The last few articles I’ve written have been very specific and about iOS14, so I’ve decided to widen the lens and write more broadly about how anyone can run incrementality testing. This is a concept that I find to be immensely pivotal for any growth engine. In a sense, this is connected with iOS14 as more of these tests will be paramount to validate paid channels + campaigns with attribution degradation. This test — plain and simple — allows companies and growth teams to determine the effectiveness of their growth marketing initiatives.
It’s weird because when I started my first growth role, I vividly recall how much emphasis there was on incrementality from specific colleagues whereas it didn’t seem to matter to others. It was very much black or white — truly a stark distinction. However, this easily could have been a matter of prioritization because more and more started to pay attention to this (including myself) as we started to scale.
There’s so much to unpack with incrementality testing but I want to laser in on how to leverage the power of this test. No matter how big your growth team and the resources at your disposal, I’ll showcase how you can add this test to your growth arsenal.
Whether you’re reading this because you’re just learning about incrementality testing or are an incrementality test veteran, the value of using this test is necessary to growth marketing. You can be spending thousands or millions on any given channel, but if your users would have converted regardless of that ad spend, was it worth spending that? This is why measuring incrementality for each channel provides companies with actionable insights on where to throttle or ramp spend.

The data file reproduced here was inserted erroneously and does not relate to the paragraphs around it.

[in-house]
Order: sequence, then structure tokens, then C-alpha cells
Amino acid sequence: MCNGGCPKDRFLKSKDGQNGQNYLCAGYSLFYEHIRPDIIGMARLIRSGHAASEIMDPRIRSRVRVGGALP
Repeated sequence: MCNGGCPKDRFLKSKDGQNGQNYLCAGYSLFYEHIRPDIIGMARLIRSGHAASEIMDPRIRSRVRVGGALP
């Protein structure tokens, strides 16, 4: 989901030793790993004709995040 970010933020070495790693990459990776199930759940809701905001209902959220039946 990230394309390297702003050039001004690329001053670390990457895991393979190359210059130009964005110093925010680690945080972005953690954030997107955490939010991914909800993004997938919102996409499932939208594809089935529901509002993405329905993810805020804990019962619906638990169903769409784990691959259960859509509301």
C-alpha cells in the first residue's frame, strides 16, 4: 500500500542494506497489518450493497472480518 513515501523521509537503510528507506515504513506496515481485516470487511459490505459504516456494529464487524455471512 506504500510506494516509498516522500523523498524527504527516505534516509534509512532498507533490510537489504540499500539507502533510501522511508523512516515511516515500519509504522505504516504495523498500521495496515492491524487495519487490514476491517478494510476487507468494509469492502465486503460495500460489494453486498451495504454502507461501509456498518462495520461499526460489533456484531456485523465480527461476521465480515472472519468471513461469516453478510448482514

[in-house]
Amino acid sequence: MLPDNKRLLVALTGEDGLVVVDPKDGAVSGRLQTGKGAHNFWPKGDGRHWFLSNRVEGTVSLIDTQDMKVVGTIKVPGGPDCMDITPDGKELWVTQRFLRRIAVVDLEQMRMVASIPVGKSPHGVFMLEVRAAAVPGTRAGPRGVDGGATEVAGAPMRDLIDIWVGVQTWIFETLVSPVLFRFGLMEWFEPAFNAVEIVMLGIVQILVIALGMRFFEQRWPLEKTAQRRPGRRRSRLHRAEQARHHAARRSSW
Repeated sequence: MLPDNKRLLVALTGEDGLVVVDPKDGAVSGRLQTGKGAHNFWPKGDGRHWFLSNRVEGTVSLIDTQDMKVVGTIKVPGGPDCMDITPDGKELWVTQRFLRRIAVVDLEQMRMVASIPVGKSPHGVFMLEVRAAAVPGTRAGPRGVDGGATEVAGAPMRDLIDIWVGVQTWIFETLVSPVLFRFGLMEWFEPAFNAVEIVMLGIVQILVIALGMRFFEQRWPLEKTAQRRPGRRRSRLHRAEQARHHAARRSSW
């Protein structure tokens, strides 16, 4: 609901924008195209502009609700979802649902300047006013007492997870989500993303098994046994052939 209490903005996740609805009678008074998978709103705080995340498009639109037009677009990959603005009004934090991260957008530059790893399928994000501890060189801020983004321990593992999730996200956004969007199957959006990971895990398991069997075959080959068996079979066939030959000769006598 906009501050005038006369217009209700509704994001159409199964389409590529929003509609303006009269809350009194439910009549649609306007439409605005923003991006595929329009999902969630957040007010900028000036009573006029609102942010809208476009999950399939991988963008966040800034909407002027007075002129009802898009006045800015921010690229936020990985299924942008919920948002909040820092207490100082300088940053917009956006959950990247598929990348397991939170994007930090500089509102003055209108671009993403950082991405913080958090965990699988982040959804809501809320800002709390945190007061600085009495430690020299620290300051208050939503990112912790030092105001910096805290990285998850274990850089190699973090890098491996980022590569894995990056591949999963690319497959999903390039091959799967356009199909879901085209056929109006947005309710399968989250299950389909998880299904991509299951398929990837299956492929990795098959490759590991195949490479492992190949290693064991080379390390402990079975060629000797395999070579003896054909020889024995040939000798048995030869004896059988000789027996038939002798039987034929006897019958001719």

Take the example of spending $2,500 on Facebook + $2,500 on Google for remarketing campaigns with the goal of subsequent purchases. If we ran an incrementality test and found that Facebook had 80 incremental conversions whereas Google had 110 — we would want to spend more of our budget on Google. So how do we figure out which channels are more incremental?
It may seem daunting to set one of these tests up but I’ve broken it down into three easy buckets below:
In the above example, we can see that during our test period between Jan 15–21, we still had 50 conversions with Facebook ads paused. Meanwhile, when running our Facebook ads we had 150 conversions. This tells us that Facebook is 200% incremental. It’s a simple example, but this analysis gives us a new baseline CAC that we can apply and compare with other channels.
If you want to truly measure your ad performance and distribute your budget in an increasingly methodical way, incrementality tests will be your best friend. My hope is that incrementality becomes synonymous with ubiquitous. It should be a tool in every growth marketing engine arsenal, whether the team is one or five hundred.
My hope is that incrementality becomes synonymous with ubiquitous.
I’ll leave everyone with one thought — if you’re running five channels with multiple touch points, do you truly know the impact that any specific one is driving without incrementality?
The results from incrementality tests can be used to form channel scalars and multipliers — which can be used to make a case to cross-functional teams on the importance of marketing efforts, etc. If diving deeper and into the weeds on incrementality testing is something you would like to learn more about, please let me know and I’ll write a follow-up piece.
How does a founder implement a growth framework to scale to their first million dollars in revenue?